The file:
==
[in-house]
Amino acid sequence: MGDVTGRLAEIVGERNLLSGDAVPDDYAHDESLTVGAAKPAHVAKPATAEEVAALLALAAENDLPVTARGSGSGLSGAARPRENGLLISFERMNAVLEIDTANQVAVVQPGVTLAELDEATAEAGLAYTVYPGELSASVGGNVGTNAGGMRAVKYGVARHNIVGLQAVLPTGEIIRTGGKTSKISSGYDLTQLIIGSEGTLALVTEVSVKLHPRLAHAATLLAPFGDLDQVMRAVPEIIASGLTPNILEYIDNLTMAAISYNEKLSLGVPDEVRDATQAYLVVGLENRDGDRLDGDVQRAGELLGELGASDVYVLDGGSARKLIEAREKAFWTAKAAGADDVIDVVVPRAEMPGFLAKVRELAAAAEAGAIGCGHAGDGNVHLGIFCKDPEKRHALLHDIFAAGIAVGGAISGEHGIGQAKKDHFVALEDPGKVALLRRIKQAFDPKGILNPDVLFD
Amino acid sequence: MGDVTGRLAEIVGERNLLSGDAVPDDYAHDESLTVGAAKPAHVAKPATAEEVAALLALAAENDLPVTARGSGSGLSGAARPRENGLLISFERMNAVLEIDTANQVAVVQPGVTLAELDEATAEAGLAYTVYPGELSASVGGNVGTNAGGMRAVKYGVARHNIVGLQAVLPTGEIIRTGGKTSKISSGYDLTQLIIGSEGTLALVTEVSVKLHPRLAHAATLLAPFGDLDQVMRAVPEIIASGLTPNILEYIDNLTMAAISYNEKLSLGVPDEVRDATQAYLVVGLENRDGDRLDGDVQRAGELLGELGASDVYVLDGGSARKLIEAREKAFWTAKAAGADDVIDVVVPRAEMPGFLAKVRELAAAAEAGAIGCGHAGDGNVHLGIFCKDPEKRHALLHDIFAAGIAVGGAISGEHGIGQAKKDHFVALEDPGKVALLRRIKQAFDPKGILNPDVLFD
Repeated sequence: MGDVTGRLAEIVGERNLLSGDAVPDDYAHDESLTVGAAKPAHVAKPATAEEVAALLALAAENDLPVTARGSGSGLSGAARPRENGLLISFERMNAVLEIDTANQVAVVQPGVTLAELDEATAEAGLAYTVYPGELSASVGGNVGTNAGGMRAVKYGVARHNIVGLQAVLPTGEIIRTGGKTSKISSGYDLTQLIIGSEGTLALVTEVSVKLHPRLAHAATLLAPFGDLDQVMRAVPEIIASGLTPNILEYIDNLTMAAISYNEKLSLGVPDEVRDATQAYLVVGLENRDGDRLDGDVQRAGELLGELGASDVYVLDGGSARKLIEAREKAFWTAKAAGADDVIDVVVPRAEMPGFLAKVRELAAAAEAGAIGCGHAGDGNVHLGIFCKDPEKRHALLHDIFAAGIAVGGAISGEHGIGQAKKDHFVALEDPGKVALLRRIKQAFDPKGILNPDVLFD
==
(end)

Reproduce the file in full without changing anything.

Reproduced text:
[in-house]
Amino acid sequence: MGDVTGRLAEIVGERNLLSGDAVPDDYAHDESLTVGAAKPAHVAKPATAEEVAALLALAAENDLPVTARGSGSGLSGAARPRENGLLISFERMNAVLEIDTANQVAVVQPGVTLAELDEATAEAGLAYTVYPGELSASVGGNVGTNAGGMRAVKYGVARHNIVGLQAVLPTGEIIRTGGKTSKISSGYDLTQLIIGSEGTLALVTEVSVKLHPRLAHAATLLAPFGDLDQVMRAVPEIIASGLTPNILEYIDNLTMAAISYNEKLSLGVPDEVRDATQAYLVVGLENRDGDRLDGDVQRAGELLGELGASDVYVLDGGSARKLIEAREKAFWTAKAAGADDVIDVVVPRAEMPGFLAKVRELAAAAEAGAIGCGHAGDGNVHLGIFCKDPEKRHALLHDIFAAGIAVGGAISGEHGIGQAKKDHFVALEDPGKVALLRRIKQAFDPKGILNPDVLFD
Amino acid sequence: MGDVTGRLAEIVGERNLLSGDAVPDDYAHDESLTVGAAKPAHVAKPATAEEVAALLALAAENDLPVTARGSGSGLSGAARPRENGLLISFERMNAVLEIDTANQVAVVQPGVTLAELDEATAEAGLAYTVYPGELSASVGGNVGTNAGGMRAVKYGVARHNIVGLQAVLPTGEIIRTGGKTSKISSGYDLTQLIIGSEGTLALVTEVSVKLHPRLAHAATLLAPFGDLDQVMRAVPEIIASGLTPNILEYIDNLTMAAISYNEKLSLGVPDEVRDATQAYLVVGLENRDGDRLDGDVQRAGELLGELGASDVYVLDGGSARKLIEAREKAFWTAKAAGADDVIDVVVPRAEMPGFLAKVRELAAAAEAGAIGCGHAGDGNVHLGIFCKDPEKRHALLHDIFAAGIAVGGAISGEHGIGQAKKDHFVALEDPGKVALLRRIKQAFDPKGILNPDVLFD
Repeated sequence: MGDVTGRLAEIVGERNLLSGDAVPDDYAHDESLTVGAAKPAHVAKPATAEEVAALLALAAENDLPVTARGSGSGLSGAARPRENGLLISFERMNAVLEIDTANQVAVVQPGVTLAELDEATAEAGLAYTVYPGELSASVGGNVGTNAGGMRAVKYGVARHNIVGLQAVLPTGEIIRTGGKTSKISSGYDLTQLIIGSEGTLALVTEVSVKLHPRLAHAATLLAPFGDLDQVMRAVPEIIASGLTPNILEYIDNLTMAAISYNEKLSLGVPDEVRDATQAYLVVGLENRDGDRLDGDVQRAGELLGELGASDVYVLDGGSARKLIEAREKAFWTAKAAGADDVIDVVVPRAEMPGFLAKVRELAAAAEAGAIGCGHAGDGNVHLGIFCKDPEKRHALLHDIFAAGIAVGGAISGEHGIGQAKKDHFVALEDPGKVALLRRIKQAFDPKGILNPDVLFD